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Tony Wickenden: Do clients’ IHT set-ups pass new HMRC test?

Tony WickendenThose that do not comply with the new requirements risk incurring substantial penalties

When it comes to tax matters, you may not be surprised to learn I am especially interested in HM Revenue & Customs’ and the Treasury’s strategy to stamp out aggressive avoidance that defeats the intent of Parliament. A key part of that strategy is to remove demand for said avoidance.

These allow it to issue accelerated payment notices, which, in turn, lead to improved cash flow for it.

Recently, official attention has turned to Dotas in the context of inheritance tax and, as a result, a new test of reportability has been launched.

Tony Wickenden: Is IHT in line for a shake up?

These allow it to issue accelerated payment notices, which, in turn, lead to improved cash flow for it.

Recently, official attention has turned to Dotas in the context of inheritance tax and, as a result, a new test of reportability has been launched.

New rules

Helpful updated guidance on the new IHT hallmark, which came into effect on 1 April, is now available. This will be incorporated into HMRC’s guidance on the Dotas regime and will replace that previously in chapters 12 and 13.

The revised guidance:

  • Gives some background to the changes in the IHT hallmark
  • Describes the new hallmark and explains how it works
  • Provides details of the two conditions that have to be met for an arrangement to be notifiable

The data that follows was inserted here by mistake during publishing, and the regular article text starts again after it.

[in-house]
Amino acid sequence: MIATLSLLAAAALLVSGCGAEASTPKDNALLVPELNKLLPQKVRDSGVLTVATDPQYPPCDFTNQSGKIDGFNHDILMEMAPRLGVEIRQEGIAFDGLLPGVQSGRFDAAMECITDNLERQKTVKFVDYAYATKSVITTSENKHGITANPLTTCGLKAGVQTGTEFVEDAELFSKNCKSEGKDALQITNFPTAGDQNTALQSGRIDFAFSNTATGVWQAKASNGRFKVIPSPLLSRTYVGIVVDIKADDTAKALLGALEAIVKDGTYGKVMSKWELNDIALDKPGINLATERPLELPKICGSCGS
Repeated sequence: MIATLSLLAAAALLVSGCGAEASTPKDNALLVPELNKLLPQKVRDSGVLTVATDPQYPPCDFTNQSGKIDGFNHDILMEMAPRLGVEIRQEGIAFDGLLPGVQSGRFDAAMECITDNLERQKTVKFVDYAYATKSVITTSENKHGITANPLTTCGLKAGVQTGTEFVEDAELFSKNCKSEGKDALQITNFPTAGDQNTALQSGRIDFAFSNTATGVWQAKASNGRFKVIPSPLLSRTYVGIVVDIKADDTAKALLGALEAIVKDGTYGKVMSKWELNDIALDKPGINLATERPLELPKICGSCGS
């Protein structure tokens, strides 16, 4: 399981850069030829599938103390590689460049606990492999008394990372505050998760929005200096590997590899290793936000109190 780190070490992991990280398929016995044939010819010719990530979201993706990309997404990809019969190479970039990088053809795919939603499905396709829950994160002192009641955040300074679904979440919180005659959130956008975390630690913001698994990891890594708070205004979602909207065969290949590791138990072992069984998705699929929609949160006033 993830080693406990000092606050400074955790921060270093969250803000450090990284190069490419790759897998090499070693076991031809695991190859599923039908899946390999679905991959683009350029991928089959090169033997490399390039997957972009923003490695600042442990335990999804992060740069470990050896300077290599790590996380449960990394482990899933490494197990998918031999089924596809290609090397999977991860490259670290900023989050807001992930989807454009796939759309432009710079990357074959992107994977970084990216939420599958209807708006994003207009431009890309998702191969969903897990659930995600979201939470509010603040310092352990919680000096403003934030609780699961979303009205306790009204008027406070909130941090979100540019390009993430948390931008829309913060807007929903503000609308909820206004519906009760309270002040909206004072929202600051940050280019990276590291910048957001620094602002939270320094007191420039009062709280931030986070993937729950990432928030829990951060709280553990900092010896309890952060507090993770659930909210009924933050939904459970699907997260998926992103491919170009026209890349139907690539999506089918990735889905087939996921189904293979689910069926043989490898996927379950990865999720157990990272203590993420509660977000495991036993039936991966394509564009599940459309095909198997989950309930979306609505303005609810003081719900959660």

• Explains how the established practice exception applies
  • Gives examples of arrangements that are not notifiable, might be notifiable and are notifiable.

Here, I want to examine this new hallmark in more detail. Before doing so, however, it is important to note that, even if the conditions for non-notification under this new hallmark are satisfied, the scheme or proposal must also be tested against the premium fee and confidentiality hallmarks to assess whether notification is necessary.

Thus, there are three hallmarks to consider in relation to IHT arrangements and Dotas.

The Dotas regulations are an important weapon available to HMRC in its fight against tax avoidance schemes. In essence, if a scheme falls foul of certain conditions, any person involved in the promotion of the scheme must disclose details of it to HMRC. If they do not comply with this requirement, they risk incurring substantial penalties.

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Under the revised regulations, a scheme will be notifiable for IHT purposes if it falls within the description in regulation 4. An arrangement will be covered by regulation 4 “if it would be reasonable to expect an informed observer (having studied the arrangements and having regard to all relevant circumstances) to conclude that conditions 1 and 2 are met”.

That the criterion is an “informed observer” is helpful, as it provides the context in which the conditions are to be judged. The “informed observer” is to be contrasted with an “uninformed observer” but is not an expert or a tax practitioner.

So let’s have a look at the conditions of the new hallmark.
In this respect:

Condition 1 is that the main purpose, or one of the main purposes, of the arrangement is to enable a person to obtain one or more of the following IHT advantages:

  • The avoidance or reduction of an entry charge on a relevant property trust
  • The avoidance or a reduction in specified IHT charges under certain sections of the IHT Act 1984 (mainly relating to relevant property trusts)
  • The avoidance or a reduction in an IHT charge under the gift with reservation rules (in cases where the pre-owned assets tax charge does not apply)
  • A reduction in a person’s taxable estate with no corresponding lifetime transfer. 

Condition 2 is that the arrangements involve one or more contrived or abnormal steps without which the tax advantage could not be obtained.

The HMRC guidance on this new hallmark is helpful in determining whether the second condition has been satisfied. Reassuringly, it states that the use of trusts is not in itself contrived and making a loan to a trust would also not be abnormal to an informed observer.